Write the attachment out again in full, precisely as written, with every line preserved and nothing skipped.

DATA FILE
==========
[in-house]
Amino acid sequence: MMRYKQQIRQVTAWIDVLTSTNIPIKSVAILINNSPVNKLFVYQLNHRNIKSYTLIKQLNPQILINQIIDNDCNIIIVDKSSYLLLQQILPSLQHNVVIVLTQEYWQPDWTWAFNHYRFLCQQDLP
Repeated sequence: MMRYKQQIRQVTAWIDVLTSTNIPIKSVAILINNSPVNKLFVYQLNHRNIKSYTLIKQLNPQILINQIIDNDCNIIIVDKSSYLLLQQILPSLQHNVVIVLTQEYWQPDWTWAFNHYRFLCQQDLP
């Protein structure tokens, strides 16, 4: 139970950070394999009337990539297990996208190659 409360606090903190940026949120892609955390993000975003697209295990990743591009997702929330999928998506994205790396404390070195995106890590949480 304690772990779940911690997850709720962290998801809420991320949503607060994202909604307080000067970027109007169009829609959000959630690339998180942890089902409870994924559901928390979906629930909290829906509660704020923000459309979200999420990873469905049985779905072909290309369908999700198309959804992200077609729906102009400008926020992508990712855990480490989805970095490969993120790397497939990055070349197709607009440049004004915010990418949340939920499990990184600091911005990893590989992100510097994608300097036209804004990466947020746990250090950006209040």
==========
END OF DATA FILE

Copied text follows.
[in-house]
Amino acid sequence: MMRYKQQIRQVTAWIDVLTSTNIPIKSVAILINNSPVNKLFVYQLNHRNIKSYTLIKQLNPQILINQIIDNDCNIIIVDKSSYLLLQQILPSLQHNVVIVLTQEYWQPDWTWAFNHYRFLCQQDLP
Repeated sequence: MMRYKQQIRQVTAWIDVLTSTNIPIKSVAILINNSPVNKLFVYQLNHRNIKSYTLIKQLNPQILINQIIDNDCNIIIVDKSSYLLLQQILPSLQHNVVIVLTQEYWQPDWTWAFNHYRFLCQQDLP
């Protein structure tokens, strides 16, 4: 139970950070394999009337990539297990996208190659 409360606090903190940026949120892609955390993000975003697209295990990743591009997702929330999928998506994205790396404390070195995106890590949480 304690772990779940911690997850709720962290998801809420991320949503607060994202909604307080000067970027109007169009829609959000959630690339998180942890089902409870994924559901928390979906629930909290829906509660704020923000459309979200999420990873469905049985779905072909290309369908999700198309959804992200077609729906102009400008926020992508990712855990480490989805970095490969993120790397497939990055070349197709607009440049004004915010990418949340939920499990990184600091911005990893590989992100510097994608300097036209804004990466947020746990250090950006209040």